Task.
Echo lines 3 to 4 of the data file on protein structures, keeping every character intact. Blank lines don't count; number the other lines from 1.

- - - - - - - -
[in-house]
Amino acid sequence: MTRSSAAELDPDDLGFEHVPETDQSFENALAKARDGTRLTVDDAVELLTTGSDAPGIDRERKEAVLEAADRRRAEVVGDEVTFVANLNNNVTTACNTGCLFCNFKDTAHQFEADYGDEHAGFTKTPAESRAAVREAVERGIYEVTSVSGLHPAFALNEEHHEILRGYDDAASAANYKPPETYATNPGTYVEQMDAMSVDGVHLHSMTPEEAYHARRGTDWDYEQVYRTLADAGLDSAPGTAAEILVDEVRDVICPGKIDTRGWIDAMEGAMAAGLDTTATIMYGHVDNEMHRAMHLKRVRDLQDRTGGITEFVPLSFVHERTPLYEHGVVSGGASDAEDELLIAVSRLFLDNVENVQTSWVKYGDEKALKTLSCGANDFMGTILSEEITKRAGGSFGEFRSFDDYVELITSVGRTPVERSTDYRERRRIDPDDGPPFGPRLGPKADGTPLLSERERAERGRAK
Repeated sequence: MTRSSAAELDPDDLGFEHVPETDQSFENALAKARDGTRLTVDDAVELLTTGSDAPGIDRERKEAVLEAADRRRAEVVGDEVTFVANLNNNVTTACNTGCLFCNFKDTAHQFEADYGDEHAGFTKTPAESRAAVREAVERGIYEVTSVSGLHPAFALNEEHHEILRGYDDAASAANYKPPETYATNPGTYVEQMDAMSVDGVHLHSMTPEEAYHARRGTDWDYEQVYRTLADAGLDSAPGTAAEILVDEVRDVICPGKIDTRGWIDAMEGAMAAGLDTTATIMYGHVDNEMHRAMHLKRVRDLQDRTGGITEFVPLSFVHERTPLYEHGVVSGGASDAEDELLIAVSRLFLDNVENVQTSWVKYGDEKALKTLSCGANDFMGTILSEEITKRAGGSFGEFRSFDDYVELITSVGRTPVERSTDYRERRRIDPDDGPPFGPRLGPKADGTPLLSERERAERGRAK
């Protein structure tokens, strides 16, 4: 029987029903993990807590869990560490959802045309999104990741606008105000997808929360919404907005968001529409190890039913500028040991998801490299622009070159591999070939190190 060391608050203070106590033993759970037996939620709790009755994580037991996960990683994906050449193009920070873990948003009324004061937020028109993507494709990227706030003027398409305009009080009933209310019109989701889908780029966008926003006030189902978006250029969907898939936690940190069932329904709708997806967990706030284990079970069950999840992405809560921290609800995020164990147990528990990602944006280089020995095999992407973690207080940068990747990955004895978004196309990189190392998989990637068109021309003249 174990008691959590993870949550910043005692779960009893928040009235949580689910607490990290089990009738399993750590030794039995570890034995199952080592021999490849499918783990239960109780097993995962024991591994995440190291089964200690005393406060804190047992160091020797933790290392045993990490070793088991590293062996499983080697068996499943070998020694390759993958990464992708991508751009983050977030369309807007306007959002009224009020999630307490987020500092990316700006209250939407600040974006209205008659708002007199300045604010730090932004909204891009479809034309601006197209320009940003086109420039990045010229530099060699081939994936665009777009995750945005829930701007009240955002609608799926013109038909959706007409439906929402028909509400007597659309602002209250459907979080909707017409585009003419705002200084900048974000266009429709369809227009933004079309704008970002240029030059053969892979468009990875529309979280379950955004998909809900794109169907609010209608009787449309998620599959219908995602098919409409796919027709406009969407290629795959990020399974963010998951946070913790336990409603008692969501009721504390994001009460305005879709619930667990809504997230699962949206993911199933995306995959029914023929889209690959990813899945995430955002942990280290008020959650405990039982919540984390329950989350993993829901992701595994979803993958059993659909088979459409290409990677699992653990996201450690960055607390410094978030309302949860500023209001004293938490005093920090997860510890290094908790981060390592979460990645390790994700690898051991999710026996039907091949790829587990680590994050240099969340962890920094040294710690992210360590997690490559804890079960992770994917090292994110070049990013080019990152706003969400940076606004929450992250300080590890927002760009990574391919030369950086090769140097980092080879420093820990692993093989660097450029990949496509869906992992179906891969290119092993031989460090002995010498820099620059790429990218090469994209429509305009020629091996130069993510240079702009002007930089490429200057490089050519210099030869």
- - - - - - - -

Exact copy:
Repeated sequence: MTRSSAAELDPDDLGFEHVPETDQSFENALAKARDGTRLTVDDAVELLTTGSDAPGIDRERKEAVLEAADRRRAEVVGDEVTFVANLNNNVTTACNTGCLFCNFKDTAHQFEADYGDEHAGFTKTPAESRAAVREAVERGIYEVTSVSGLHPAFALNEEHHEILRGYDDAASAANYKPPETYATNPGTYVEQMDAMSVDGVHLHSMTPEEAYHARRGTDWDYEQVYRTLADAGLDSAPGTAAEILVDEVRDVICPGKIDTRGWIDAMEGAMAAGLDTTATIMYGHVDNEMHRAMHLKRVRDLQDRTGGITEFVPLSFVHERTPLYEHGVVSGGASDAEDELLIAVSRLFLDNVENVQTSWVKYGDEKALKTLSCGANDFMGTILSEEITKRAGGSFGEFRSFDDYVELITSVGRTPVERSTDYRERRRIDPDDGPPFGPRLGPKADGTPLLSERERAERGRAK
């Protein structure tokens, strides 16, 4: 029987029903993990807590869990560490959802045309999104990741606008105000997808929360919404907005968001529409190890039913500028040991998801490299622009070159591999070939190190 060391608050203070106590033993759970037996939620709790009755994580037991996960990683994906050449193009920070873990948003009324004061937020028109993507494709990227706030003027398409305009009080009933209310019109989701889908780029966008926003006030189902978006250029969907898939936690940190069932329904709708997806967990706030284990079970069950999840992405809560921290609800995020164990147990528990990602944006280089020995095999992407973690207080940068990747990955004895978004196309990189190392998989990637068109021309003249 174990008691959590993870949550910043005692779960009893928040009235949580689910607490990290089990009738399993750590030794039995570890034995199952080592021999490849499918783990239960109780097993995962024991591994995440190291089964200690005393406060804190047992160091020797933790290392045993990490070793088991590293062996499983080697068996499943070998020694390759993958990464992708991508751009983050977030369309807007306007959002009224009020999630307490987020500092990316700006209250939407600040974006209205008659708002007199300045604010730090932004909204891009479809034309601006197209320009940003086109420039990045010229530099060699081939994936665009777009995750945005829930701007009240955002609608799926013109038909959706007409439906929402028909509400007597659309602002209250459907979080909707017409585009003419705002200084900048974000266009429709369809227009933004079309704008970002240029030059053969892979468009990875529309979280379950955004998909809900794109169907609010209608009787449309998620599959219908995602098919409409796919027709406009969407290629795959990020399974963010998951946070913790336990409603008692969501009721504390994001009460305005879709619930667990809504997230699962949206993911199933995306995959029914023929889209690959990813899945995430955002942990280290008020959650405990039982919540984390329950989350993993829901992701595994979803993958059993659909088979459409290409990677699992653990996201450690960055607390410094978030309302949860500023209001004293938490005093920090997860510890290094908790981060390592979460990645390790994700690898051991999710026996039907091949790829587990680590994050240099969340962890920094040294710690992210360590997690490559804890079960992770994917090292994110070049990013080019990152706003969400940076606004929450992250300080590890927002760009990574391919030369950086090769140097980092080879420093820990692993093989660097450029990949496509869906992992179906891969290119092993031989460090002995010498820099620059790429990218090469994209429509305009020629091996130069993510240079702009002007930089490429200057490089050519210099030869």